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Home to world-class museums and galleries, London is an art lover’s paradise, but when you only have 24 hours, where do you start?
From 4pm, the general public can rub shoulders with artists and architects at the Keeper’s House. Through a discreet door to the right of the Royal Academy of Art’s main entrance, signposted only by an illuminating Tracey Emin neon work, the former home of the RA’s keeper is a beautifully restored haven for socialising on the hoof. In David Chipperfield’s luxurious interiors, you can choose from the intimate Belle Shenkman Room that overlooks the walled garden, dinner in the restaurant that’s adorned with architectural casts or a post-exhibition drink in the vibrant Shenkman Bar.
One of the first London galleries to challenge the art museum model, Gagosian Britannia Street opened in 2004 in the middle of the King’s Cross development. The former garage was transformed into 1,400 square metres (15,069 square feet) of naturally lit gallery space by architects Caruso St John, who also designed The New Art Gallery in Walsall. The three interconnecting spaces lend themselves perfectly for ambitious exhibition projects by gallery artists, so expect to see immersive painting installations by Katharina Grosse or be dwarfed by Richard Serra’s monumental steel works.
Discover the street-art-laden East End of London, with a walking tour that takes in some of the area’s most famous art. Shoreditch Street Art Tours is one of the best as the company keeps up to date with the freshest work in the area. The tour operator will also teach you about the history of Shoreditch through its contemporary artists.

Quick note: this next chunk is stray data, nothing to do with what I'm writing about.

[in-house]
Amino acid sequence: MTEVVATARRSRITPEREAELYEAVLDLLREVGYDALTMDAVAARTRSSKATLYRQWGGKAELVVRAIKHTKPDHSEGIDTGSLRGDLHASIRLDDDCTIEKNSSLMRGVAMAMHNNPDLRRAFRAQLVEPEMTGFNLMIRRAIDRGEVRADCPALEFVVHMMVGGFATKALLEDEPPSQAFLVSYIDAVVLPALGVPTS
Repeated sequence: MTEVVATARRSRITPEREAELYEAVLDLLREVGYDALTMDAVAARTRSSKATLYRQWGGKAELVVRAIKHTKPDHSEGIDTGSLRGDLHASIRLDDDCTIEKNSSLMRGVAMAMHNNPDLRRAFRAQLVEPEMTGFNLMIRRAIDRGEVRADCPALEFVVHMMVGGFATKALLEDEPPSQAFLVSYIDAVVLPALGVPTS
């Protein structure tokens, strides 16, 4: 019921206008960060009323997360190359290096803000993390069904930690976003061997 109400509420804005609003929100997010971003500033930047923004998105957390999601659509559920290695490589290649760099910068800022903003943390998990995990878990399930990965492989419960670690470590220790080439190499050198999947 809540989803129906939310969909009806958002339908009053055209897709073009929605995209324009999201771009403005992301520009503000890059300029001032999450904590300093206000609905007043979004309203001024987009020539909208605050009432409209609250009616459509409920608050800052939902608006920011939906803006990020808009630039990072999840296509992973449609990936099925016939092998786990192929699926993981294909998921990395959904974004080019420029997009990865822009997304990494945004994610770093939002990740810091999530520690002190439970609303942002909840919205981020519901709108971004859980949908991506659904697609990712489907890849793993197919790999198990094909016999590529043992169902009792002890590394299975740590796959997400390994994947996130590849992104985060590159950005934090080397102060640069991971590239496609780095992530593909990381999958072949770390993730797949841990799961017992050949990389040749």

Named Michelin Pub of the Year in 2017, the Marksman was given both a culinary and interiors revamp by chefs Tom Harris and Jon Rotheram in 2015. The duo, with their acclaimed experience at St John and Fifteen respectively, has created a simple yet innovative menu that includes the delectable beef and barley buns served with horseradish. Make sure to check out the Martino Gamper-designed dining room upstairs, where the restaurant hosts regular cookbook dinners with guest chefs.
Have a dining experience as if Francis Bacon still strutted around Soho at this charming bistro-esque haunt. Since 1986, the restaurant, which is spread over two floors of an 18th-century townhouse, has been serving up traditional dishes like roast grouse with bread sauce, and pear and sherry trifle. Booking is essential. If you have time, peruse Andrew Edmunds Prints & Drawings next door, which specialises in English and French 18th- to 19th-century satirical and unusual works.